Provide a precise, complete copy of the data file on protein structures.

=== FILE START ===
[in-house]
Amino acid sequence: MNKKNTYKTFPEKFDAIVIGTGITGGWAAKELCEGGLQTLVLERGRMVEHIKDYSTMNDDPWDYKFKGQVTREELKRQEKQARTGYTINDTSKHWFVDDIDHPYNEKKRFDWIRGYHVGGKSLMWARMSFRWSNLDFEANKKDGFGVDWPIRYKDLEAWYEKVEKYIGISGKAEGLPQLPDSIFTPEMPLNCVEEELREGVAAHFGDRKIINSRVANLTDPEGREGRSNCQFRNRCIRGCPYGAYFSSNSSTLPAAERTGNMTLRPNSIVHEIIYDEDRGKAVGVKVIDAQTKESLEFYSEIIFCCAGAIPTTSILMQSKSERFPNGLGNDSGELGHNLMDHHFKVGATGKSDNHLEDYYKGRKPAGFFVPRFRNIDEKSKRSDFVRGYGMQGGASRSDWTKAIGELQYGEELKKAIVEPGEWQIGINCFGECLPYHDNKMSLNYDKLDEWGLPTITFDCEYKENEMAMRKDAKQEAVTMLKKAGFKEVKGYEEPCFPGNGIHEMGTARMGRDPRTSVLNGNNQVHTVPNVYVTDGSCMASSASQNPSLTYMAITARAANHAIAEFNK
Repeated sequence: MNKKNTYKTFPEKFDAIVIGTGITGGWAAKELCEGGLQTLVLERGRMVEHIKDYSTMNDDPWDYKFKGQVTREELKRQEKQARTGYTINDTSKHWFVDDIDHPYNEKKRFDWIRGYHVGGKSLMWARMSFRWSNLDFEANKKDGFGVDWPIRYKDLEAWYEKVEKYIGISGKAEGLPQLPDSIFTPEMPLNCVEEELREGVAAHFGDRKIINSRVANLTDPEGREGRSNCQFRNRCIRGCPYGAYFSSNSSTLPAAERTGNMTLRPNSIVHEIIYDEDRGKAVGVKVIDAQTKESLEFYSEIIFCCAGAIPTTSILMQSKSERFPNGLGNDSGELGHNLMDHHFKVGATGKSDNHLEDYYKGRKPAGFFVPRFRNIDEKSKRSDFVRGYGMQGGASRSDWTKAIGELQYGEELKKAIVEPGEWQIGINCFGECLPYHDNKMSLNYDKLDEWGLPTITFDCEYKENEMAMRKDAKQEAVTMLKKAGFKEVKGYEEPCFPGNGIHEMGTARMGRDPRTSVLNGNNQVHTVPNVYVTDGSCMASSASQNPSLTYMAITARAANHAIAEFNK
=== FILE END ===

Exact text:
[in-house]
Amino acid sequence: MNKKNTYKTFPEKFDAIVIGTGITGGWAAKELCEGGLQTLVLERGRMVEHIKDYSTMNDDPWDYKFKGQVTREELKRQEKQARTGYTINDTSKHWFVDDIDHPYNEKKRFDWIRGYHVGGKSLMWARMSFRWSNLDFEANKKDGFGVDWPIRYKDLEAWYEKVEKYIGISGKAEGLPQLPDSIFTPEMPLNCVEEELREGVAAHFGDRKIINSRVANLTDPEGREGRSNCQFRNRCIRGCPYGAYFSSNSSTLPAAERTGNMTLRPNSIVHEIIYDEDRGKAVGVKVIDAQTKESLEFYSEIIFCCAGAIPTTSILMQSKSERFPNGLGNDSGELGHNLMDHHFKVGATGKSDNHLEDYYKGRKPAGFFVPRFRNIDEKSKRSDFVRGYGMQGGASRSDWTKAIGELQYGEELKKAIVEPGEWQIGINCFGECLPYHDNKMSLNYDKLDEWGLPTITFDCEYKENEMAMRKDAKQEAVTMLKKAGFKEVKGYEEPCFPGNGIHEMGTARMGRDPRTSVLNGNNQVHTVPNVYVTDGSCMASSASQNPSLTYMAITARAANHAIAEFNK
Repeated sequence: MNKKNTYKTFPEKFDAIVIGTGITGGWAAKELCEGGLQTLVLERGRMVEHIKDYSTMNDDPWDYKFKGQVTREELKRQEKQARTGYTINDTSKHWFVDDIDHPYNEKKRFDWIRGYHVGGKSLMWARMSFRWSNLDFEANKKDGFGVDWPIRYKDLEAWYEKVEKYIGISGKAEGLPQLPDSIFTPEMPLNCVEEELREGVAAHFGDRKIINSRVANLTDPEGREGRSNCQFRNRCIRGCPYGAYFSSNSSTLPAAERTGNMTLRPNSIVHEIIYDEDRGKAVGVKVIDAQTKESLEFYSEIIFCCAGAIPTTSILMQSKSERFPNGLGNDSGELGHNLMDHHFKVGATGKSDNHLEDYYKGRKPAGFFVPRFRNIDEKSKRSDFVRGYGMQGGASRSDWTKAIGELQYGEELKKAIVEPGEWQIGINCFGECLPYHDNKMSLNYDKLDEWGLPTITFDCEYKENEMAMRKDAKQEAVTMLKKAGFKEVKGYEEPCFPGNGIHEMGTARMGRDPRTSVLNGNNQVHTVPNVYVTDGSCMASSASQNPSLTYMAITARAANHAIAEFNK